How to support your child before and after a school lockdown or safety protocol.
Receiving a notice from your child’s school that an emergency protocol is unfolding is probably one of the most terrifying experiences. Communication from schools is often minimal in light of active investigations as they prioritize your child’s safety. Social media tends to be the default method of communication and this can helpful in the sharing of information, but can also ignite further anxieties about the “what ifs” when details are not validated. In some cases, safety protocols are enforced due to dangers located in the community but not necessarily safety risks that are within the school buildings. When there is an imminent risk within a school, and protocols are elevated to “Lockdowns” the impact can be intense in the moment, as well as afterwards. In the best of circumstances, safety protocols are lifted and law enforcement is successful at eliminating the risk; students are deemed safe and sent home. What’s next? Parents and caregivers understand the fear and anxiety that comes from not knowing what is happening within their child’s school. It is important to be aware of the potential impact of these types of events on students. Below are a few tips to help caregivers and students to cope as best as they can under such circumstances.
During the safety protocol:
Students should respond according to the direction of their teachers at all times.
Avoid using social media or sharing your location (verbally/written/photos) within the school.
Try to avoid speculating what might be the cause of the active protocol unless this is confirmed by a teacher or administration staff.
Be sure to fully understand the type of safety protocol that has been put into action. HOLD AND SECURE protocols are different from LOCKDOWN protocols. Knowing the difference may help you to remain as calm as possible.
Avoid attending the school property. This can create increased safety risks within the area and can cause a distraction to law enforcement officers.
If you are in communication with your child who is actively engaged in a safety protocol at their school, avoid sharing any details that you receive from your child as this may heighten the anxiety of others and may not be validated at that point in time.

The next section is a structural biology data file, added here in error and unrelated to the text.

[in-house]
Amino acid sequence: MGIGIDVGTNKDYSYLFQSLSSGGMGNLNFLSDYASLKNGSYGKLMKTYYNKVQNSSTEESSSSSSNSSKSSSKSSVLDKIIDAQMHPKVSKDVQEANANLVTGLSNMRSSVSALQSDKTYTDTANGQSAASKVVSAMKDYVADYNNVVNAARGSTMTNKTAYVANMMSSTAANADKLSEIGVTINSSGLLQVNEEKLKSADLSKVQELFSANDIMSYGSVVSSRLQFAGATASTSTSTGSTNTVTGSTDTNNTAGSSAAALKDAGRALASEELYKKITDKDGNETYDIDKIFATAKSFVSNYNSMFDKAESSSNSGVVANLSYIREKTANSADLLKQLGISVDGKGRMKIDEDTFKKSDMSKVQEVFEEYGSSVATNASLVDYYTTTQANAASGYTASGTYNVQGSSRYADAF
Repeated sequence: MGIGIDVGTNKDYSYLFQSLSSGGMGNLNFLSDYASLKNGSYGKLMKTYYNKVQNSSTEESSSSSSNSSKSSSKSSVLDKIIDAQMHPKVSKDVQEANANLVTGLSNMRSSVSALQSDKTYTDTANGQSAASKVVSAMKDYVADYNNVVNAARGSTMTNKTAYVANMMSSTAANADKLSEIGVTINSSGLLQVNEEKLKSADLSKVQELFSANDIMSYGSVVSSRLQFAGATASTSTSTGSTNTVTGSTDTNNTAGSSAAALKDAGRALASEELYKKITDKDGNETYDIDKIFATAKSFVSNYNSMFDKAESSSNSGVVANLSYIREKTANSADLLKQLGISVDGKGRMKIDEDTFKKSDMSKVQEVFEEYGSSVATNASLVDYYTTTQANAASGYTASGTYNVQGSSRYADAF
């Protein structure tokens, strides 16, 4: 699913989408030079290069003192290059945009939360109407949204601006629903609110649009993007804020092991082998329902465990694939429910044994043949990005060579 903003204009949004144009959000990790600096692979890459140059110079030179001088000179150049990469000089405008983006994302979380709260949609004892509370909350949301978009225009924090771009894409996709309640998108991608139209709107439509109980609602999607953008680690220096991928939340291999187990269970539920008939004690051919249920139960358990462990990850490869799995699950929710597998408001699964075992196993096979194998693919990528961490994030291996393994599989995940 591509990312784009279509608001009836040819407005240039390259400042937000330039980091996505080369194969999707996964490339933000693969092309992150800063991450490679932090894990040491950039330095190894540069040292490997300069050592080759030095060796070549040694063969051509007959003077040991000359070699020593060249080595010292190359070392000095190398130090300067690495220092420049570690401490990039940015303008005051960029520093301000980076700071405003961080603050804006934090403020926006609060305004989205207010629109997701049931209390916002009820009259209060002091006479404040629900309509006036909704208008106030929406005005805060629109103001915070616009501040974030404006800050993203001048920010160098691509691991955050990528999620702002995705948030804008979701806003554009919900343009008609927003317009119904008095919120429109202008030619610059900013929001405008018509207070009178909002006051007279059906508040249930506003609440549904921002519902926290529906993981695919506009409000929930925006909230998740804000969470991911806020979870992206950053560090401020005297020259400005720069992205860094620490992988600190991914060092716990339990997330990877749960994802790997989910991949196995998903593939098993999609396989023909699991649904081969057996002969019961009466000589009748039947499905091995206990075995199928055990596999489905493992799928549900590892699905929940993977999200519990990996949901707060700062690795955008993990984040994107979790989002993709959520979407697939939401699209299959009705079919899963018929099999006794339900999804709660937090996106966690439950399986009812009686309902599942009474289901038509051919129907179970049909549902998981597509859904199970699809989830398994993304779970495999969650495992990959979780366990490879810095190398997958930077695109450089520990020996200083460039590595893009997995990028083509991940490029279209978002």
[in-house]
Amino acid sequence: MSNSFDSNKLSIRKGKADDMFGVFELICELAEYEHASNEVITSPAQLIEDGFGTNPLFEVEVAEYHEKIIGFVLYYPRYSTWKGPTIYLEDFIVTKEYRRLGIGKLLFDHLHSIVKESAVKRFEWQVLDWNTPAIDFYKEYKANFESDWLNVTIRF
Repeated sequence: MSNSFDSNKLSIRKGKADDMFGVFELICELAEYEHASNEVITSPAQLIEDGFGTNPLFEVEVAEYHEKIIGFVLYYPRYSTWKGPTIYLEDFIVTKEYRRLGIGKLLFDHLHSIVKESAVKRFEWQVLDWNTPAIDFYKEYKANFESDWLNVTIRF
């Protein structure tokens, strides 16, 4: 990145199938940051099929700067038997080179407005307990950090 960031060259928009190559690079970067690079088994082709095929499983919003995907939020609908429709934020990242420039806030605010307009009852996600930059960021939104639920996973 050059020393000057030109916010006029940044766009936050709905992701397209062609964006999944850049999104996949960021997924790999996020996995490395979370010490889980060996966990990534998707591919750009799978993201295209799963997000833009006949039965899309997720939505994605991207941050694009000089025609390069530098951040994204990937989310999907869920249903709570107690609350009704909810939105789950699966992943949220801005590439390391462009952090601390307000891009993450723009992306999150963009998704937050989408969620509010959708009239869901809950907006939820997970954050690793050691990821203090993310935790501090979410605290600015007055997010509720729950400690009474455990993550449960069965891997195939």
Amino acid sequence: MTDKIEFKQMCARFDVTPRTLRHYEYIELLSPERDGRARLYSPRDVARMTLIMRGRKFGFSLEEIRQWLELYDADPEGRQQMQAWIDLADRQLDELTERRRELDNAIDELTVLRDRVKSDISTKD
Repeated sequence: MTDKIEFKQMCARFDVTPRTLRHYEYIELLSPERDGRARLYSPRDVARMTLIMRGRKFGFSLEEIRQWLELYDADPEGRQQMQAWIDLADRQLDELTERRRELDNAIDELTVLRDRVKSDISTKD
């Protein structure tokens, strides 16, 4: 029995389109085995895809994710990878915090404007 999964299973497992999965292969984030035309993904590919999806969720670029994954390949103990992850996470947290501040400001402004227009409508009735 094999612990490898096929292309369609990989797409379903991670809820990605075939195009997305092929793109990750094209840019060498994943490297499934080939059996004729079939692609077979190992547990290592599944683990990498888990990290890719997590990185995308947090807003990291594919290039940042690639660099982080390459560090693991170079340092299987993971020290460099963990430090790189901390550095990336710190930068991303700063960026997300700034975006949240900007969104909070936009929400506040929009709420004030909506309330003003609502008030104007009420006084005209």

Parents should remain calm when communicating with their children to the best of their capacity. This is challenging to say the least, but this will help to set the tone for how your child may cope and manage what they are feeling in the moment. Encourage them to listen to and follow the instructions of their teachers and assure them that staff members are in control and will advise them accordingly.
All schools engage in safety protocol drills throughout the year. If you are in contact, encourage your child to remember the steps from their drills and focus on what they remember in those rehearsals.
After the safety protocol:
Parents may have questions about how they can support their children after events have unfolded in schools. Whether you child was directly impacted by an event within their school, or whether they witnessed an event broadcasted over a news outlet, feelings of fear, confusion, worry and sadness can surface.
After the safety protocol:
Begin by asking your child about any thoughts or feelings they may have related to the event. Their experience will be quite different from yours. If you felt terrified and helpless, the same could be true for them, but not necessarily.
Validate any feelings that they may have. “It makes perfect sense why you would feel this way…” “What would help you right now…?” Be curious and ask questions rather than making assumptions.
Ask them to scale the intensity of their emotions so that you can begin to gauge how much they are being impacted. You can ask the same question again later, and the next day. This will help you and them to understand whether the impact is increasing or decreasing.
Prioritize their story first. Let them talk about how they felt and what they were thinking before discussing any challenging emotions that surfaced for you while the safety protocol was in action.
Assure them that they did all the right things if they were able to follow all the directions of the teachers.
Be physically available to them even if they are not requesting it. If your child enjoys being close, offer more physical contact through hugs. Follow their cues.
Do not offer information that you cannot validate. Hearing from Tom, who heard from Cathy, who told Sam is not the type of information your child needs. If your child is sharing the same type of information, try to validate this information together and reinforce the need to rely on credible sources. Law Enforcement and School Boards are often the best sources, however in light of investigations they may only be able to offer minimal details.
In the absence of any direction from the school, encourage your child to return back to their regular activities and attending school the very next day.
If you are worried about the safety of your child, speak to someone at the school to confirm any further safety risks. If you are still not satisfied, consider speaking with any positive supports that you have around you to determine whether you are struggling to manage your own feelings.
If your child continues to show signs of changed behaviour or they are identifying that they are struggling to manage their emotions, or the way their body is responding (feeling tense, difficulty sleeping, change in appetite) consider seeking professional support with a therapist who specializes in working with children and youth.
Do not assure them that it will never happen again. Unfortunately there is no way of knowing this but your child can be encouraged that they are well informed on the process of how to respond under the circumstances.